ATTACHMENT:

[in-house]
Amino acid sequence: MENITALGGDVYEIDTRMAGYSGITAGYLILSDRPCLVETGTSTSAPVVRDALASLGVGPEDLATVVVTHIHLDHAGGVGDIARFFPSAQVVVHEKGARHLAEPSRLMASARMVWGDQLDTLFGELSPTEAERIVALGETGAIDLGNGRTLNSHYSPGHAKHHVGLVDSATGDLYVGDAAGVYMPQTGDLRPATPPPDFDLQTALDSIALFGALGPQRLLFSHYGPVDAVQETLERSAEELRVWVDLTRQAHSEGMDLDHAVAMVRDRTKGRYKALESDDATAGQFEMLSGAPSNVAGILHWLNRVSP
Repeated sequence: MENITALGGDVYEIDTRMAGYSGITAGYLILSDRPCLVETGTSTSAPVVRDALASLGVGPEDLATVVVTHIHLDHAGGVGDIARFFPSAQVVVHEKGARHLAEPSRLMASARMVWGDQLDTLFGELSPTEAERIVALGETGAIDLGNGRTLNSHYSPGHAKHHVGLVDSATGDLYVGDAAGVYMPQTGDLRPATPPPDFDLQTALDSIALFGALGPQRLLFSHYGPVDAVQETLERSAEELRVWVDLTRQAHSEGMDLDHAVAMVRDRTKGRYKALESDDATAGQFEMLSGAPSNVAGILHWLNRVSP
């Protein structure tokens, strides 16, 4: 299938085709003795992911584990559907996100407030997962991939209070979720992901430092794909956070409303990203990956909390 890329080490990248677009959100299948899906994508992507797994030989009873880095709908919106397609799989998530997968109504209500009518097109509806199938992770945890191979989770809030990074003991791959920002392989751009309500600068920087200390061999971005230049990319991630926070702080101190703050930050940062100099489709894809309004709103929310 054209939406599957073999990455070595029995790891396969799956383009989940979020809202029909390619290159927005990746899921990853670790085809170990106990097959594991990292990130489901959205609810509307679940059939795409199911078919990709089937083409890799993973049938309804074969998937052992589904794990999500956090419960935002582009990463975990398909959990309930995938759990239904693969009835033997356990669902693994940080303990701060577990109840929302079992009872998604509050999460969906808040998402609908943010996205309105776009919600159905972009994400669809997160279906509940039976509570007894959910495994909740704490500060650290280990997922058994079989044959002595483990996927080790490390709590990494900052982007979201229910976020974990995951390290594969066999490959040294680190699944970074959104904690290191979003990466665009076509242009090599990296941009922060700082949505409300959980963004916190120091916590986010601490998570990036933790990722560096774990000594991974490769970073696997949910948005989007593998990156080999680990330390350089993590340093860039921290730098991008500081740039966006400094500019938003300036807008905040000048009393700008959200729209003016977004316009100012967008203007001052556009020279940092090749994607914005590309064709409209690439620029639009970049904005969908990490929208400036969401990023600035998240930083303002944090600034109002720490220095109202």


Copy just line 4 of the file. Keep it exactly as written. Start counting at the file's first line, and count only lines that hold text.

């Protein structure tokens, strides 16, 4: 299938085709003795992911584990559907996100407030997962991939209070979720992901430092794909956070409303990203990956909390 890329080490990248677009959100299948899906994508992507797994030989009873880095709908919106397609799989998530997968109504209500009518097109509806199938992770945890191979989770809030990074003991791959920002392989751009309500600068920087200390061999971005230049990319991630926070702080101190703050930050940062100099489709894809309004709103929310 054209939406599957073999990455070595029995790891396969799956383009989940979020809202029909390619290159927005990746899921990853670790085809170990106990097959594991990292990130489901959205609810509307679940059939795409199911078919990709089937083409890799993973049938309804074969998937052992589904794990999500956090419960935002582009990463975990398909959990309930995938759990239904693969009835033997356990669902693994940080303990701060577990109840929302079992009872998604509050999460969906808040998402609908943010996205309105776009919600159905972009994400669809997160279906509940039976509570007894959910495994909740704490500060650290280990997922058994079989044959002595483990996927080790490390709590990494900052982007979201229910976020974990995951390290594969066999490959040294680190699944970074959104904690290191979003990466665009076509242009090599990296941009922060700082949505409300959980963004916190120091916590986010601490998570990036933790990722560096774990000594991974490769970073696997949910948005989007593998990156080999680990330390350089993590340093860039921290730098991008500081740039966006400094500019938003300036807008905040000048009393700008959200729209003016977004316009100012967008203007001052556009020279940092090749994607914005590309064709409209690439620029639009970049904005969908990490929208400036969401990023600035998240930083303002944090600034109002720490220095109202």